Premium on land values (linked to a range of social values)*

Some WSUD practices (e.g. constructed wetlands) that are included in or are additional to a developments green space may create a premium market for adjacent land.

Developers and households

The premium on land close to urban green space (e.g. in Ipswich) is around 10% for properties within 500 m of open space. Premium on land adjacent to water, particularly open water, can be as high as 100%.

Marsden Jacob Associates (2007a)



Developers and households

Research in WA indicated property values increase by 7% when located adjacent to natural wetlands that are preserved, or newly created stormwater treatment wetlands.

Tapsuwan et al. (2007)


Marketability of sustainable developments

Developers and households

Positive perceptions of WSUD were noted by market research, which showed over 85% of homebuyers drawn from Melbourne’s growth corridors support the introduction of biofiltration systems, wetlands and water reuse schemes into their neighbourhoods.

Lloyd (2002)


Protection of water quality in in receiving waters improves land prices.


A review of six studies that attempted to measure the effect of water quality on the value of nearby properties in Washington found a premium associated with improvements in water quality typically ranged from 1%-20%.

Washington State Department of Ecology (2003)




There was a drop in property values for water frontage lots around Lake Boga (Victoria) after major algal blooms in the summers of 1993-94 and 1994-95. Property valuations in late 1995 indicated on average, lakeside properties were worth 20%-25% less than before the blooms.

Read Sturgess and Associates (2001)

Avoided development costs on flat sites

Infrastructure costs such as conventional pits, pipes and earthworks can be reduced through alternative stormwater conveyance and management approaches.


The avoided capital cost on flat sites is estimated to be at least $36,000 per hectare on flat sites

DesignFlow estimates

Estuarine and marine ecosystem management costs avoided

Potential to reduce management costs associated with changes in Moreton Bay, the Great Barrier Reef and other similar ecosystems.

State and federal government, local governments, community

Some evidence is available, but it is insufficient to develop quantitative estimates.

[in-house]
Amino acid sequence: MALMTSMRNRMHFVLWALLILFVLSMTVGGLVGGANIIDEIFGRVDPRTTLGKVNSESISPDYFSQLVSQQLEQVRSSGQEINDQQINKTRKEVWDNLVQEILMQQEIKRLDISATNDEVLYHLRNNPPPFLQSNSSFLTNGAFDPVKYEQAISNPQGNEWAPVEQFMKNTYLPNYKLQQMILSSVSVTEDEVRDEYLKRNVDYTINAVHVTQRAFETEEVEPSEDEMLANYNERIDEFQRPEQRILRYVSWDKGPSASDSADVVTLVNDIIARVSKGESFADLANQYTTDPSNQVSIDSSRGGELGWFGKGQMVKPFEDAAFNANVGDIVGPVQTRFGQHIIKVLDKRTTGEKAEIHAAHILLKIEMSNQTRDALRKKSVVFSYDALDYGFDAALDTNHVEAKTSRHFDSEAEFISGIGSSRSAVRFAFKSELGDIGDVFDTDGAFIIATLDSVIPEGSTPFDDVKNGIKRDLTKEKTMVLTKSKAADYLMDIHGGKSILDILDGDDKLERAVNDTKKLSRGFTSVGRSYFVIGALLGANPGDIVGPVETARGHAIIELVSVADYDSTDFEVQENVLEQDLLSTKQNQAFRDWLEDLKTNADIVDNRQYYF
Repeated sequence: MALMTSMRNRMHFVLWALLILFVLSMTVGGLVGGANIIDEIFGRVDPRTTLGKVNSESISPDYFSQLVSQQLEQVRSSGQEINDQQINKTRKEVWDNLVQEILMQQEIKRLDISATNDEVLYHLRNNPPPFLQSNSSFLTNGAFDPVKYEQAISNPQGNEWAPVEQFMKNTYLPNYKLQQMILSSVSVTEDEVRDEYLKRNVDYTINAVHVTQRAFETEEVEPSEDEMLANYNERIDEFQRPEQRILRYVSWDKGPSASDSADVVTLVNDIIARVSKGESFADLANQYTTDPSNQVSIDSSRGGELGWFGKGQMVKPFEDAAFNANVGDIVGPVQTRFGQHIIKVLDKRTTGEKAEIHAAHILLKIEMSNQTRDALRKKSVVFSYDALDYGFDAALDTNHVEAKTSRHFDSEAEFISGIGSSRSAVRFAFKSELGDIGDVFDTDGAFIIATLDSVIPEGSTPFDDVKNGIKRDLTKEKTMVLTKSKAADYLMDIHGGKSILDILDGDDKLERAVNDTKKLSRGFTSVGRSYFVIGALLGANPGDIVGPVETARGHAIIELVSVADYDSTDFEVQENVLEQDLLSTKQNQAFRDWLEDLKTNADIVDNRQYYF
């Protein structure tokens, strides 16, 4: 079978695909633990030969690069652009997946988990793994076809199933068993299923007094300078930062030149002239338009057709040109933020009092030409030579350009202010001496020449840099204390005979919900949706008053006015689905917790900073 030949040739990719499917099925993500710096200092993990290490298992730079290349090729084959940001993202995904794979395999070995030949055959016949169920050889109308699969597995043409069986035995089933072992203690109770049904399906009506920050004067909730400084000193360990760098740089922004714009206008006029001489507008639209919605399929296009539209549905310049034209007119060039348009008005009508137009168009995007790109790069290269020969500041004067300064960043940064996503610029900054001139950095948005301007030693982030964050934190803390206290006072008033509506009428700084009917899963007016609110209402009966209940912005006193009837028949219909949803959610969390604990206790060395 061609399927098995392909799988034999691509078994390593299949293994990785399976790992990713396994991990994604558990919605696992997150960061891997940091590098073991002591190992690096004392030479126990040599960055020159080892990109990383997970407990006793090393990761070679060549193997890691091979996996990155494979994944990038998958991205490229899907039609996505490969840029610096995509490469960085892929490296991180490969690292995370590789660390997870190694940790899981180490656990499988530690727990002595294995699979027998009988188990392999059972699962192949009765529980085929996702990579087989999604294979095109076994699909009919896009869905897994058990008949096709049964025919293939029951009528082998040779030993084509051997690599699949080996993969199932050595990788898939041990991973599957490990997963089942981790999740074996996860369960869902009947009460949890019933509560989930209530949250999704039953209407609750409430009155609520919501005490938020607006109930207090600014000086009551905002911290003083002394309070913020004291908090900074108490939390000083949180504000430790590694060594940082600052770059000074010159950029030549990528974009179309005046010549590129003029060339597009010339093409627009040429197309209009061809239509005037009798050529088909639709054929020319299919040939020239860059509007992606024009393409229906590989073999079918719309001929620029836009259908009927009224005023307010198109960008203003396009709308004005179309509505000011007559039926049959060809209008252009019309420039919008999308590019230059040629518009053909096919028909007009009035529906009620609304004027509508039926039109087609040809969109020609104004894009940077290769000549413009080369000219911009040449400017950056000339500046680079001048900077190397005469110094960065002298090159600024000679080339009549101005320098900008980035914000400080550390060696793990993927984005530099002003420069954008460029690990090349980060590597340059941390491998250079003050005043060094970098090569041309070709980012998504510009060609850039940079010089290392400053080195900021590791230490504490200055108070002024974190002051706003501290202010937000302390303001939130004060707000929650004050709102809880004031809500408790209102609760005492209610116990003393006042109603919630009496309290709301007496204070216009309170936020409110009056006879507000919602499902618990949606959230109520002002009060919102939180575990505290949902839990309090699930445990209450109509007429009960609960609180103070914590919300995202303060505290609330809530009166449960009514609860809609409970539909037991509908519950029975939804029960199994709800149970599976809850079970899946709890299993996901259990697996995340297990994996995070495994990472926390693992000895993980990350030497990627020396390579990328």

Tourism reliant on waterway health.

The tourism sector, particularly in the Great Barrier Reef, is reliant on the quality of experience that is partially reliant on waterway health.

Tourism and associated industries

The economic contribution to the national economy of the recreational dive and snorkelling industry in the Great Barrier Reef catchment is between $690 million and $1.09 billion per annum.

Marsden Jacobs Associates (2009b)




The value of the freshwater recreational fishing industry in South East Queensland is estimated to be approximately $3 million per annum ($2002)

Taylor (2002)




The estimated direct expenditure by local residents on recreational fishing in the Maroochy River is $19 million per annum

CSIRO (2008)




The estimated annual expenditure of South East Queensland resident anglers is $193 per angler ($2001)

Marsden Jacob Associates (2006)

Seafood industry reliant on waterway health.

Commercial fishing is partially reliant on waterway health.


The value of commercial fishing in the Moreton Region is estimated at $33 million per annum ($1998)

Taylor and Fletcher (2006)






Waterway health*

Non-market values associated with waterway health


Queensland-1% change in the proportion of waterways in good health is worth $6.35 per householder per annum ($2009)

Windle and Rolfe (2006)




SE Queensland-1% improvement or preservation worth $3.74 per householder per annum ($2009)

Windle and Rolfe (2006)




Mackay-1% improvement or preservation worth $8.65 per householder per annum ($2009)

Windle and Rolfe (2006)